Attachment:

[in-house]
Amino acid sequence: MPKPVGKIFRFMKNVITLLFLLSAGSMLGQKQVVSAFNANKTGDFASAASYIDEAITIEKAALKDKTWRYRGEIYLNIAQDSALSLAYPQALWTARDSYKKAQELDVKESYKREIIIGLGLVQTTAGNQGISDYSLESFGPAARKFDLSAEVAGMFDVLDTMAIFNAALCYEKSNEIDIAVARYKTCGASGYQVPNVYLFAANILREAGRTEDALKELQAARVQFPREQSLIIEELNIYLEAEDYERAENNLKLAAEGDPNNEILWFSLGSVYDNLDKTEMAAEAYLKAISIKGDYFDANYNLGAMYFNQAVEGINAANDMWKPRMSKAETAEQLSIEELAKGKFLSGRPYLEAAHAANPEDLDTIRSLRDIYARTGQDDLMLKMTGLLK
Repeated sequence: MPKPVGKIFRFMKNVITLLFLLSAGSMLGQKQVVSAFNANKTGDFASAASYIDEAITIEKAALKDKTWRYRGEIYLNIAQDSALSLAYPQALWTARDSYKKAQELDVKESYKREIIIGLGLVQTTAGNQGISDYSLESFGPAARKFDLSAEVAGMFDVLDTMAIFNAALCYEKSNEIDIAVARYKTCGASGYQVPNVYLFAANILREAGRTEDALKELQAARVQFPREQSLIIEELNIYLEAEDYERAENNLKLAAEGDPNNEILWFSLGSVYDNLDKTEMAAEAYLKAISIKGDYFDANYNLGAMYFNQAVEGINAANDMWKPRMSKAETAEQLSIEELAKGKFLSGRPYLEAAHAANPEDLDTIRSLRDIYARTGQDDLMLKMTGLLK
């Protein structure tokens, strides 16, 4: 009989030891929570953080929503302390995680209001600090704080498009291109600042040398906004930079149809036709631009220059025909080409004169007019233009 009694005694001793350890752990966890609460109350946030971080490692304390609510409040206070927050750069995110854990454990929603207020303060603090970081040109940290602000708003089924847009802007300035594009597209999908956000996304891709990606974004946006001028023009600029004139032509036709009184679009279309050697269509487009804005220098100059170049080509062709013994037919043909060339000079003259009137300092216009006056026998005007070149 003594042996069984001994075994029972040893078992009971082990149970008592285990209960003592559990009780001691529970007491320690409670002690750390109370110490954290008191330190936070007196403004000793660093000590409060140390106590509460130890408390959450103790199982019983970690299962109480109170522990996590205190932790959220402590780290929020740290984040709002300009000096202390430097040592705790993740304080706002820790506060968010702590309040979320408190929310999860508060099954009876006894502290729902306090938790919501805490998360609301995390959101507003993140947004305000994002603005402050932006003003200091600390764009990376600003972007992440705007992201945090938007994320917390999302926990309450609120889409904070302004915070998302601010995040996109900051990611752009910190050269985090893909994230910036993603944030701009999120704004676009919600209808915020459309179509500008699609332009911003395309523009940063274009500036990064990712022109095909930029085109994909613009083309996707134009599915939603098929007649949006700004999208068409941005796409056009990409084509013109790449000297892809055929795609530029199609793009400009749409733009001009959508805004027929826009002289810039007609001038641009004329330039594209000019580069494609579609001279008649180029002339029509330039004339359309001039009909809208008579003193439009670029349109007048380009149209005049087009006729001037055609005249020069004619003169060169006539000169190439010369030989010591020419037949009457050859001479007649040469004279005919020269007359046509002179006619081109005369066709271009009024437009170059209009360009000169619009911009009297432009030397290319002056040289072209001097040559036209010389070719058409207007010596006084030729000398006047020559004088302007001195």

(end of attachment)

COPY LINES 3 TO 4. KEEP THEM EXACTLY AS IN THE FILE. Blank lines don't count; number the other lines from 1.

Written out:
Repeated sequence: MPKPVGKIFRFMKNVITLLFLLSAGSMLGQKQVVSAFNANKTGDFASAASYIDEAITIEKAALKDKTWRYRGEIYLNIAQDSALSLAYPQALWTARDSYKKAQELDVKESYKREIIIGLGLVQTTAGNQGISDYSLESFGPAARKFDLSAEVAGMFDVLDTMAIFNAALCYEKSNEIDIAVARYKTCGASGYQVPNVYLFAANILREAGRTEDALKELQAARVQFPREQSLIIEELNIYLEAEDYERAENNLKLAAEGDPNNEILWFSLGSVYDNLDKTEMAAEAYLKAISIKGDYFDANYNLGAMYFNQAVEGINAANDMWKPRMSKAETAEQLSIEELAKGKFLSGRPYLEAAHAANPEDLDTIRSLRDIYARTGQDDLMLKMTGLLK
């Protein structure tokens, strides 16, 4: 009989030891929570953080929503302390995680209001600090704080498009291109600042040398906004930079149809036709631009220059025909080409004169007019233009 009694005694001793350890752990966890609460109350946030971080490692304390609510409040206070927050750069995110854990454990929603207020303060603090970081040109940290602000708003089924847009802007300035594009597209999908956000996304891709990606974004946006001028023009600029004139032509036709009184679009279309050697269509487009804005220098100059170049080509062709013994037919043909060339000079003259009137300092216009006056026998005007070149 003594042996069984001994075994029972040893078992009971082990149970008592285990209960003592559990009780001691529970007491320690409670002690750390109370110490954290008191330190936070007196403004000793660093000590409060140390106590509460130890408390959450103790199982019983970690299962109480109170522990996590205190932790959220402590780290929020740290984040709002300009000096202390430097040592705790993740304080706002820790506060968010702590309040979320408190929310999860508060099954009876006894502290729902306090938790919501805490998360609301995390959101507003993140947004305000994002603005402050932006003003200091600390764009990376600003972007992440705007992201945090938007994320917390999302926990309450609120889409904070302004915070998302601010995040996109900051990611752009910190050269985090893909994230910036993603944030701009999120704004676009919600209808915020459309179509500008699609332009911003395309523009940063274009500036990064990712022109095909930029085109994909613009083309996707134009599915939603098929007649949006700004999208068409941005796409056009990409084509013109790449000297892809055929795609530029199609793009400009749409733009001009959508805004027929826009002289810039007609001038641009004329330039594209000019580069494609579609001279008649180029002339029509330039004339359309001039009909809208008579003193439009670029349109007048380009149209005049087009006729001037055609005249020069004619003169060169006539000169190439010369030989010591020419037949009457050859001479007649040469004279005919020269007359046509002179006619081109005369066709271009009024437009170059209009360009000169619009911009009297432009030397290319002056040289072209001097040559036209010389070719058409207007010596006084030729000398006047020559004088302007001195």